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These Foods Are Said to Be Healthy, but They're Not

 It's pretty much impossible to eat healthy all the time, but we usually try our best to provide our bodies with food that will benefit it. However, as it turns out, there are a number of foods that are portrayed as being healthy, but are actually not. Here are 9 foods that masquerade as the "good guys."
 
1. Banana Chips

Banana chips are said to be healthy because they contain the same ingredients as bananas: fiber, magnesium, potassium, and iron. However, it's important to realize that the manufacturers of these goods add flavor enhancers and sugar, and often deep fry them.

How to replace: Make homemade banana chips in the oven or air-dried.

2. Crispbread

There are many varieties of crispbread, and you can often come across snacks that look like crispbread, but contain harmful oils.

How to replace: Read the composition carefully. There shouldn't be yeast, preservatives, dyes, starch, or antioxidants in a crispbread. The best crispbread is made from whole grains or coarse whole wheat flour.

3. Gluten-Free Foods

Gluten is a protein that is found in grains - it's the thing that makes it possible to mix flour with water. It's dangerous for those with a gluten intolerance. But if you don't have a gluten allergy it might be a good idea to avoid these foods, as they usually contain a lot of refined additives.

How to replace: Eat common bread. Don't eat a lot of it, but don't be afraid of it either.

4. Dried and Candied Fruit

Dried fruits are healthy, but to protect them from mold and to help them keep their color, they're treated using fungicides and sulfur dioxide. As for candied fruits, their benefit is even less because they contain a lot of sugar.

How to replace: You could try drying your own fruit at home - it's not difficult to do and is a lot healthier.

 
5. Processed Cheese

In addition to the additives that processed cheese contains, there's also a lot of sodium. For example, a sandwich with just three slices of processed cheese will cover 2/3 of your daily sodium requirement.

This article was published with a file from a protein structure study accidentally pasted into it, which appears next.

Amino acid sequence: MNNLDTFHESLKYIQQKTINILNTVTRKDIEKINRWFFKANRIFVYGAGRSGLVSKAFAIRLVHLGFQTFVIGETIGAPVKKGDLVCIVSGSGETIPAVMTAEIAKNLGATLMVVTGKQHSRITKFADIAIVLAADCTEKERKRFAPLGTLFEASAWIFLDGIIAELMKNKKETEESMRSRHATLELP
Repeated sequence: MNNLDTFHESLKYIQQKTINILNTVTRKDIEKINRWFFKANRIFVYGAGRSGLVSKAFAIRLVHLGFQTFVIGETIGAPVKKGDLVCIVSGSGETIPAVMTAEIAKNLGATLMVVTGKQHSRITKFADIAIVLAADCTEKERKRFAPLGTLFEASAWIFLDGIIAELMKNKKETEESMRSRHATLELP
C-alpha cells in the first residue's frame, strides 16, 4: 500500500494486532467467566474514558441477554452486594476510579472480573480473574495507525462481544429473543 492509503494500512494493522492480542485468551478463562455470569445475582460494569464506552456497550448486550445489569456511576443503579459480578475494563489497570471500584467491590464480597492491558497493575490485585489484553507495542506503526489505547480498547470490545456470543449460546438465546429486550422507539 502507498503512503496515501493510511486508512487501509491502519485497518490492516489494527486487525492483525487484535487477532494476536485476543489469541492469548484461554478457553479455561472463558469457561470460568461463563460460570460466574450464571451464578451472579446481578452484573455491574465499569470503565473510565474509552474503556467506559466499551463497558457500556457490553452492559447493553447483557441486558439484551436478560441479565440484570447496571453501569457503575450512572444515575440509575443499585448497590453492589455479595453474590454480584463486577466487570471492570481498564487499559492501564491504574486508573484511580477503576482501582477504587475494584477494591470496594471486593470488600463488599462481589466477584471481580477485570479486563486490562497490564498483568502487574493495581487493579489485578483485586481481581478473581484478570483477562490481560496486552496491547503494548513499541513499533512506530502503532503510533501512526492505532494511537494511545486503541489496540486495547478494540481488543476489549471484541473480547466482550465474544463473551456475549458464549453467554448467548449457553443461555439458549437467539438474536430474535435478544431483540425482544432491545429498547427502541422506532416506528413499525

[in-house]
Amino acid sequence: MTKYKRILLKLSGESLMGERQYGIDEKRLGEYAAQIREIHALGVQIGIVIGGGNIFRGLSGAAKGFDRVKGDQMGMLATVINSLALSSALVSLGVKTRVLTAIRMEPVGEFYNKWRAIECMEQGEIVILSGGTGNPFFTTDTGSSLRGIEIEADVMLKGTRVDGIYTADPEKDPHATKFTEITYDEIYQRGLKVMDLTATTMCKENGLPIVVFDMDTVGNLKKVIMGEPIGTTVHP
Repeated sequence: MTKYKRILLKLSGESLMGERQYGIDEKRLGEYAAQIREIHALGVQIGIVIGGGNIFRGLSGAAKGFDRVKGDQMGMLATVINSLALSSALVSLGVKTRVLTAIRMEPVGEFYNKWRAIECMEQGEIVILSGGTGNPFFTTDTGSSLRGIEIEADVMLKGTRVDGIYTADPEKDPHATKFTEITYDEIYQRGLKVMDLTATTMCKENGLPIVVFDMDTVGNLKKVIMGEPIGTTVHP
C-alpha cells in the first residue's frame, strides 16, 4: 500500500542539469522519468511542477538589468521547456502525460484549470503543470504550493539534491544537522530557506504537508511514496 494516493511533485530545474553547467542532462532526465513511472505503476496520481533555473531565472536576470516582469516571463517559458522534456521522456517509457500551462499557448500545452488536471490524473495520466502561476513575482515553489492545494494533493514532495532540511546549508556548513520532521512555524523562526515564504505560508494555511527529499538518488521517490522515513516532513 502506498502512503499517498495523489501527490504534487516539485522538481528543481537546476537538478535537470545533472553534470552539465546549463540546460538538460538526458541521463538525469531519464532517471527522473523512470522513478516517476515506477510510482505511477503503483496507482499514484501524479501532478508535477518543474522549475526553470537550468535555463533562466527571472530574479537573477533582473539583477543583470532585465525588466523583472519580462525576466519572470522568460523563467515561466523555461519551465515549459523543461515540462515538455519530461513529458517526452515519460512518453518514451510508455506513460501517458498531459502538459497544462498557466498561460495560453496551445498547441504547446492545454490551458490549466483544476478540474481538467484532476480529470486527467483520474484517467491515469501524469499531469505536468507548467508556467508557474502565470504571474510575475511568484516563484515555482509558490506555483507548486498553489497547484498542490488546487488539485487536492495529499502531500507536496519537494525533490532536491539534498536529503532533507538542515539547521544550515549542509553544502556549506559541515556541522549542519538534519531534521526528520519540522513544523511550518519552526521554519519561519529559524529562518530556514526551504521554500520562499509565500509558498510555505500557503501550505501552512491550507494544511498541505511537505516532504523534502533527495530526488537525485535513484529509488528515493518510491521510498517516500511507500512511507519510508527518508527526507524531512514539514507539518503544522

How to replace: Eat different kinds of quality cheese, such as salted cottage cheese.

6. Canned Vegetables

Producers usually add unhealthy ingredients such as vinegar, sugar, salt, and barbecue sauce to canned vegetables. For example, a can of beans, on average, contains 3 tablespoons of sugar.

How to Replace: Choose top quality freshly canned vegetables without salt, sugar, or preservatives. Or grow your own.

7. Starchy Vegetables

Corn, pumpkins, yams, and potatoes all contain less fiber, vitamins, and minerals than other vegetables, yet their calorific value is higher. This doesn't mean that you should refuse to consume these veggies - you're simply shouldn't eat a lot of them, if you're keeping to a diet.

How to Replace: Choose non-starchy (crispy, green, and juicy) vegetables.

 

8. Yogurt

Yogurts bought from the store contain a lot of sugar and very little protein. Furthermore, you don't need to chew them, which creates an impression that you're eating something light.

How to replace: Buy yogurts with a low sugar content (less than 10g per portion) and high protein (about 6g per portion). You can also buy Greek yogurts and add the fruits yourself.

9. Instant Oatmeal

Everyone knows that oatmeal is healthy, but very few are aware that the flakes you only need to cook for 2-3 minutes are not beneficial. The smaller the flakes, the more they have been processed, and the higher their glycemic index, meaning extra calories.

How to replace: Choose coarsely ground oats. It takes a lot longer to boil them, but they will give you everything you expect from real oatmeal.


Source: brightside

Photos: depositphotos & pixabay

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